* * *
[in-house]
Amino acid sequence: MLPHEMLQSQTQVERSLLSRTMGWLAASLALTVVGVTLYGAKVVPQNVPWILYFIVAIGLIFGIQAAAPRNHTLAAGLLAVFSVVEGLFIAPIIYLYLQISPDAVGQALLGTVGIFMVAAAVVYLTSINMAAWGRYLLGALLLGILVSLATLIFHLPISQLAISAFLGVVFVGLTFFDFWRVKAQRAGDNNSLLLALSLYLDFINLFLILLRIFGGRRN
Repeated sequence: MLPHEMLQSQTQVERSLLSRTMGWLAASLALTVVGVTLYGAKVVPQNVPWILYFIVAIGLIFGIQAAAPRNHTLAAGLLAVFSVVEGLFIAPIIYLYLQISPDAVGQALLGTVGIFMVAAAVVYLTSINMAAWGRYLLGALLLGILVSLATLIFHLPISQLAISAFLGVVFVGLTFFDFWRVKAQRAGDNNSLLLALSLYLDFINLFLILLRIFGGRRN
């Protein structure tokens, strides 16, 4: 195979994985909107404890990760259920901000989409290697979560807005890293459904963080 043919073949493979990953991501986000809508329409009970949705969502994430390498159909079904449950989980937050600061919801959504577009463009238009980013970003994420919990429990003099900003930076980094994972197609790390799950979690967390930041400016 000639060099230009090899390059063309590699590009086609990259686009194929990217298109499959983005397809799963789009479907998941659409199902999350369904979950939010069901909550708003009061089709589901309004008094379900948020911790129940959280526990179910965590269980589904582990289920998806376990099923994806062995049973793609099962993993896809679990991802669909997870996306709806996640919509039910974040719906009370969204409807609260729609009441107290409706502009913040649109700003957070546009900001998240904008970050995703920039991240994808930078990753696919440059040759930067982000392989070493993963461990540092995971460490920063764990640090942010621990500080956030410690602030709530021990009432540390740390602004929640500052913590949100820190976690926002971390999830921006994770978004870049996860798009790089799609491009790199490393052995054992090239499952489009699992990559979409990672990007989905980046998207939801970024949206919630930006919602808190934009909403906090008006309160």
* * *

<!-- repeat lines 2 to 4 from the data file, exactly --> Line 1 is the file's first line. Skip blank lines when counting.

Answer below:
Amino acid sequence: MLPHEMLQSQTQVERSLLSRTMGWLAASLALTVVGVTLYGAKVVPQNVPWILYFIVAIGLIFGIQAAAPRNHTLAAGLLAVFSVVEGLFIAPIIYLYLQISPDAVGQALLGTVGIFMVAAAVVYLTSINMAAWGRYLLGALLLGILVSLATLIFHLPISQLAISAFLGVVFVGLTFFDFWRVKAQRAGDNNSLLLALSLYLDFINLFLILLRIFGGRRN
Repeated sequence: MLPHEMLQSQTQVERSLLSRTMGWLAASLALTVVGVTLYGAKVVPQNVPWILYFIVAIGLIFGIQAAAPRNHTLAAGLLAVFSVVEGLFIAPIIYLYLQISPDAVGQALLGTVGIFMVAAAVVYLTSINMAAWGRYLLGALLLGILVSLATLIFHLPISQLAISAFLGVVFVGLTFFDFWRVKAQRAGDNNSLLLALSLYLDFINLFLILLRIFGGRRN
């Protein structure tokens, strides 16, 4: 195979994985909107404890990760259920901000989409290697979560807005890293459904963080 043919073949493979990953991501986000809508329409009970949705969502994430390498159909079904449950989980937050600061919801959504577009463009238009980013970003994420919990429990003099900003930076980094994972197609790390799950979690967390930041400016 000639060099230009090899390059063309590699590009086609990259686009194929990217298109499959983005397809799963789009479907998941659409199902999350369904979950939010069901909550708003009061089709589901309004008094379900948020911790129940959280526990179910965590269980589904582990289920998806376990099923994806062995049973793609099962993993896809679990991802669909997870996306709806996640919509039910974040719906009370969204409807609260729609009441107290409706502009913040649109700003957070546009900001998240904008970050995703920039991240994808930078990753696919440059040759930067982000392989070493993963461990540092995971460490920063764990640090942010621990500080956030410690602030709530021990009432540390740390602004929640500052913590949100820190976690926002971390999830921006994770978004870049996860798009790089799609491009790199490393052995054992090239499952489009699992990559979409990672990007989905980046998207939801970024949206919630930006919602808190934009909403906090008006309160």